Watch out for hidden fees when refinancing. “You may have to pay a 1 per cent arrangement fee for processing the loan. Some banks also charge early repayment fees of 1 per cent, but others don’t, so shop around,” Mrs Musa says.

5. Get cheaper motor insurance

Do not just extend your car insurance policy at renewal, shop around to see if you can get a cheaper deal elsewhere. Checking the latest rates on a price comparison site could easily save you hundreds of dollars.

You can get a series of quotes within minutes by filling in just one online form, Mrs Musa says. “Your premium will vary according to factors such as the type and value of your car, driving experience, and previous claims.”

Don’t just go for the cheapest policy you find. “Make sure that the policy has everything you need, including extras such as off-road coverage,” she adds.

6. Take out life insurance

If you have a family or other financial dependents, resolve to protect them in case you die, says James Thomas, the regional director at Acuma Wealth Management in Dubai.

You should take life insurance for a minimum of four times your income, preferably a lot more than that, to give your family long-term protection. “Do the sums to work out how much coverage you need to secure your family’s lifestyle well into the future,” Mr Thomas says.

How much you pay for coverage depends on factors such as your age, health, nationality and whether you smoke.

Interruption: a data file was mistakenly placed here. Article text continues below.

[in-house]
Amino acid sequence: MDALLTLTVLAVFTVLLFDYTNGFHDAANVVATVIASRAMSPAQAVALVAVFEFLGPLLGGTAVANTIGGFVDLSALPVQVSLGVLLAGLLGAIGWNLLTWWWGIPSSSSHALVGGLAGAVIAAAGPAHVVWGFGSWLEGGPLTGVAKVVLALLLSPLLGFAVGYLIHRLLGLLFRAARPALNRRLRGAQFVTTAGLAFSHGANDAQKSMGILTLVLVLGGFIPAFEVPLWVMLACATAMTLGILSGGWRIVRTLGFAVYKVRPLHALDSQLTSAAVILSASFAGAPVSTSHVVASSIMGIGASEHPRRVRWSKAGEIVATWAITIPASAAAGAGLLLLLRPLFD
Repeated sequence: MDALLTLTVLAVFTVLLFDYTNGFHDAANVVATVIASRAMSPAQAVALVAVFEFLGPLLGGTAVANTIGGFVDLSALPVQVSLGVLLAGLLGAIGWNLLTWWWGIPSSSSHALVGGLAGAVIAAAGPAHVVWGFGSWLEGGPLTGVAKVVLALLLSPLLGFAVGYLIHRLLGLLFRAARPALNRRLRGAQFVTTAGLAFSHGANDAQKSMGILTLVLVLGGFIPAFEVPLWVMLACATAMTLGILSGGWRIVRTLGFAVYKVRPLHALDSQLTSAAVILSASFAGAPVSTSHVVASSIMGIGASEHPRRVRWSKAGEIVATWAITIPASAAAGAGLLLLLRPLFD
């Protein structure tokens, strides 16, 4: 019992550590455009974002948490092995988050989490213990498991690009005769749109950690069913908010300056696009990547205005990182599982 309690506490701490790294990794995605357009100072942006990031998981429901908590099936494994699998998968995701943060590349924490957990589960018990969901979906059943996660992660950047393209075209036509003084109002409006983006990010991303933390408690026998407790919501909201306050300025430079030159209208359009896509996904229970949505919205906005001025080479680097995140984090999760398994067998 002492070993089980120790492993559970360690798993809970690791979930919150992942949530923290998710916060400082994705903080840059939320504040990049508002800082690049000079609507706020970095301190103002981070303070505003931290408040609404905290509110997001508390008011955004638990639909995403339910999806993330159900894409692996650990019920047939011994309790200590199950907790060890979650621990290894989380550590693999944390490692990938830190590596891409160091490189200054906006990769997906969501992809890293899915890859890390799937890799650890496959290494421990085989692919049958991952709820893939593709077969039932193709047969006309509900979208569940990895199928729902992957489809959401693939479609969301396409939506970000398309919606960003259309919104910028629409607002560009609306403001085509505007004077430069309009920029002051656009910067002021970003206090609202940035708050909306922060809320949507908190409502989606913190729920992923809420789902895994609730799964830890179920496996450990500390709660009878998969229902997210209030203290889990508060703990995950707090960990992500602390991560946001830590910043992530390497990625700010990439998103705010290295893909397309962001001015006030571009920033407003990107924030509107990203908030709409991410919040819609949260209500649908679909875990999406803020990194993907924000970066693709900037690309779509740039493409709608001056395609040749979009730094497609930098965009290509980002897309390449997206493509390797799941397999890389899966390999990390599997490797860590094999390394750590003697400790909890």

As a rule of thumb, a 40-year old British man would pay about $22 a month for each $100,000 of coverage over a 20-year term, doubling to about $40 if he smoked (another good reason to quit).

7. Get a better credit card

With plenty of credit cards to choose from, make sure you get the best one for you, Mrs Musa says.

“ADIB Etihad Guest Visa Cards gives you guest miles every time you spend on Etihad Airways. ADIB also offers cards with up to 1 per cent cash back on all your retail purchases, and no annual fee for the first year.”

Citibank and Emirates Islamic offer credit cards with Skywards miles, which you can use for free tickets or upgrades.

The Standard Chartered Titanium Credit Card gives cash back on movies, school fees and grocery shopping.

The Citi Life Infinite Visa Credit Card offers a rewards programme, while Citibank World Privileges offers dinning and shopping discounts, and complimentary golf.

8. Boost your pension

If you do not save for your future, nobody will do it for you, says Chris Ferguson, the managing director for the UAE at Guardian Wealth Management. “If your employer will match any contributions you make to its workplace pension, contribute all you can to take full advantage.”

You should supplement this with a regular savings vehicle such as a personal pension plan from an insurance company, Mr Ferguson says.

Ever year you delay is a year wasted. If you invest $500 a month into a pension from age 30, you will have $709,000 in your pot by age 65, assuming 6 per cent a year growth after charges. If you start just one year later, you will have just $663,000, an incredible $46,000 less.